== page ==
It’s the clearest strategy to really start seeing big wins.
The fix for this problem is simpler than we think, although it does take a good deal of commitment.
The customer journey map is a new starting point. Instead of starting with the silos, the journey gives you a frame to start with customers’ lives.
Achievement in the delivery of a unified customer experience is difficult because it requires that the silos drop their functional disciplines during the planning stages. It makes every project seem more complex because there are more people at the table participating in every aspect of the business. But the companies that do this well are the ones that customers continue to name as their favorites.
Without common accountability targets, actions will continue to be planned tactically, based on the individual annual plans of the silos. Companies need an ongoing roadmap to define where they want to make progress in customer profitability, customer loyalty, and customer experience delivery.
It’s not the fact that the silos exist that’s the problem.
It’s their lack of coordination and conflicting metrics. Each faction of the company continues to establish their own plans, budgets and goals. The challenge of CX work is that it cuts across the entire organization and orchestrating a new behavior isn’t often factored in by the silos.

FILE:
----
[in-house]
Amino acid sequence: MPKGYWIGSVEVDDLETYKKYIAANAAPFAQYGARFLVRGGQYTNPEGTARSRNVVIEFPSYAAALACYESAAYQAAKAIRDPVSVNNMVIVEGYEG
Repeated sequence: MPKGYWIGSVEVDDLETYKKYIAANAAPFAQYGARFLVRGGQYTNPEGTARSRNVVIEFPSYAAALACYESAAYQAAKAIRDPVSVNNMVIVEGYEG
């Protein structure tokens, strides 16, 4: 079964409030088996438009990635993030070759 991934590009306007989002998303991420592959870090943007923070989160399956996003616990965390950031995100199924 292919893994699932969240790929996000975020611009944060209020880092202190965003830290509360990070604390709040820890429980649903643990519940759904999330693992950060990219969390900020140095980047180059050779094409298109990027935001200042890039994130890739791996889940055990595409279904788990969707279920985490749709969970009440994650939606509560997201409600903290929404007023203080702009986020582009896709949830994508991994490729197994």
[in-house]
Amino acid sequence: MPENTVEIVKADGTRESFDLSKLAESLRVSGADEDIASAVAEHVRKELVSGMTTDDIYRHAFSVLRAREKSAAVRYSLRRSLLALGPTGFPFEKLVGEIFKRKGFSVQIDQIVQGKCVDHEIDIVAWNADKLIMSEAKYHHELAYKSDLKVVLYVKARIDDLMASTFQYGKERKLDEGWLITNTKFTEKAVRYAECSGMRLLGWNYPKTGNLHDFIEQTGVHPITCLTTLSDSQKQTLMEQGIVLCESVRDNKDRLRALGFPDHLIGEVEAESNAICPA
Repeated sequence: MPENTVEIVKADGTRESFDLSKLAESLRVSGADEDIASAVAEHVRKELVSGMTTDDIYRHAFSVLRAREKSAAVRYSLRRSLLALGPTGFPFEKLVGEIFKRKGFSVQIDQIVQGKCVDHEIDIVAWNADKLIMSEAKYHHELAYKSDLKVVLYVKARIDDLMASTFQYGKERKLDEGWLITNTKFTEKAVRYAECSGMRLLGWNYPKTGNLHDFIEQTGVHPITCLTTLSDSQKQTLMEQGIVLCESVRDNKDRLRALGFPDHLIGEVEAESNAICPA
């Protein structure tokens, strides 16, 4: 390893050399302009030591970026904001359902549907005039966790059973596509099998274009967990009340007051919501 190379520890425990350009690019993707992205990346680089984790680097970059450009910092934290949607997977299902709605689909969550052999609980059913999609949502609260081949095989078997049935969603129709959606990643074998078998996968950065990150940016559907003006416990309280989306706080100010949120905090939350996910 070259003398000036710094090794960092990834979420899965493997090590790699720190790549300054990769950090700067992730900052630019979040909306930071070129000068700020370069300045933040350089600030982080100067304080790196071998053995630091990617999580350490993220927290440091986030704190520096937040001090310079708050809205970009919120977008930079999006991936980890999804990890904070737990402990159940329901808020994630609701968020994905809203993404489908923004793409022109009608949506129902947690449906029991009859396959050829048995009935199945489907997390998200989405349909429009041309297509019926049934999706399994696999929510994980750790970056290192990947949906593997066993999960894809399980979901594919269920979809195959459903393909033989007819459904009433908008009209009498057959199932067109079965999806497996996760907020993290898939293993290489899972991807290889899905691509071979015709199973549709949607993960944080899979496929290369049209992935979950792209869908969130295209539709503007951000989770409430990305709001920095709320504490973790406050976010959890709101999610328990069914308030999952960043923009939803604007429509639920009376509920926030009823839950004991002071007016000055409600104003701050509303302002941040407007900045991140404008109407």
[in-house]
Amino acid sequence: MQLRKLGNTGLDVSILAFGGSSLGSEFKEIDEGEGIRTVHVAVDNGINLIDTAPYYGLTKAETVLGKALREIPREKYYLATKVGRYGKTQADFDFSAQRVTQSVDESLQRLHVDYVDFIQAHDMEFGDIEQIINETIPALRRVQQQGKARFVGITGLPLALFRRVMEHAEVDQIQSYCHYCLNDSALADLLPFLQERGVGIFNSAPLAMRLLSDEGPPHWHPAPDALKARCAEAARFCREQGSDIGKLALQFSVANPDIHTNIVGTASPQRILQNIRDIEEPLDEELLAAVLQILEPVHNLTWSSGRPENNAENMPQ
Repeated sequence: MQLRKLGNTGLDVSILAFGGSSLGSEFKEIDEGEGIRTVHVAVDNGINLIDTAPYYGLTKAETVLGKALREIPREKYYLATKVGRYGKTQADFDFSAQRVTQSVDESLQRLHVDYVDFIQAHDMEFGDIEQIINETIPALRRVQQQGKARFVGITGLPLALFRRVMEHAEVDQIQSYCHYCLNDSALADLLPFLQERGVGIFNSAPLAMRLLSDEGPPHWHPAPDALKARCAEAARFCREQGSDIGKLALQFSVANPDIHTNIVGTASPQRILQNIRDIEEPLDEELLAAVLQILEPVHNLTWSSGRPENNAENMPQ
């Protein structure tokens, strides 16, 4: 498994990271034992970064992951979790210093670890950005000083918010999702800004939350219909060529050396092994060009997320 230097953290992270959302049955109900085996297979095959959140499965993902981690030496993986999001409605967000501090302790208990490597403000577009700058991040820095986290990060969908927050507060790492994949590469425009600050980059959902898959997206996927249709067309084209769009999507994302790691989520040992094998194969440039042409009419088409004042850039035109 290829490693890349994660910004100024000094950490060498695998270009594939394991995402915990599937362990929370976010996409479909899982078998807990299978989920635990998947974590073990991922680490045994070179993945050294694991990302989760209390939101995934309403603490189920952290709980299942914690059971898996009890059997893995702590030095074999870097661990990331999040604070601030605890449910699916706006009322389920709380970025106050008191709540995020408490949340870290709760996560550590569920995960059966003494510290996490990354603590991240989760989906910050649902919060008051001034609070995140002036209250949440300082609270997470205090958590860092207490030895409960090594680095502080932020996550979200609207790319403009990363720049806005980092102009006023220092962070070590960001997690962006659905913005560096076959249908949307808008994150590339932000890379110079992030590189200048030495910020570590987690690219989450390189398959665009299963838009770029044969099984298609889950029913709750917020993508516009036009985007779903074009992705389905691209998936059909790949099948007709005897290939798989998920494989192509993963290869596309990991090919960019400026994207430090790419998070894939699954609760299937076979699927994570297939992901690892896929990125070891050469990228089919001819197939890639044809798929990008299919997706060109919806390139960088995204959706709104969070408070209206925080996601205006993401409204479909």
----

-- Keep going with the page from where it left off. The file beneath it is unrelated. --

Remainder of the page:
Identifying the moments of truth drives awareness about where a company can have an impact on a customer relationship and customer profitability. Building an operating plan for the execution of the key moments of truth clarifies the organizational and operational handoffs where so much customer dissatisfaction and defection occurs.
Segmenting the operation into the silos may seem a manageable way to a top executive, but it’s not the way the customer sees the world. The silos need to collaborate to ensure that the handoffs across the organization are executed for optimum customer interactions.
Annual planning is a missed opportunity for driving customer profitability inside the corporate machine. Without common accountability targets, actions continue to be planned tactically, based on the individual annual plans of the silos. Companies need an ongoing roadmap to define where they want to make progress in customer profitability, customer loyalty, and customer experience delivery.
Umpqua Bank got rid of the ropes and the lines that defined banking as a chore. By shedding old industry practices and humanizing the experience of banking, Umpqua draws customers to them.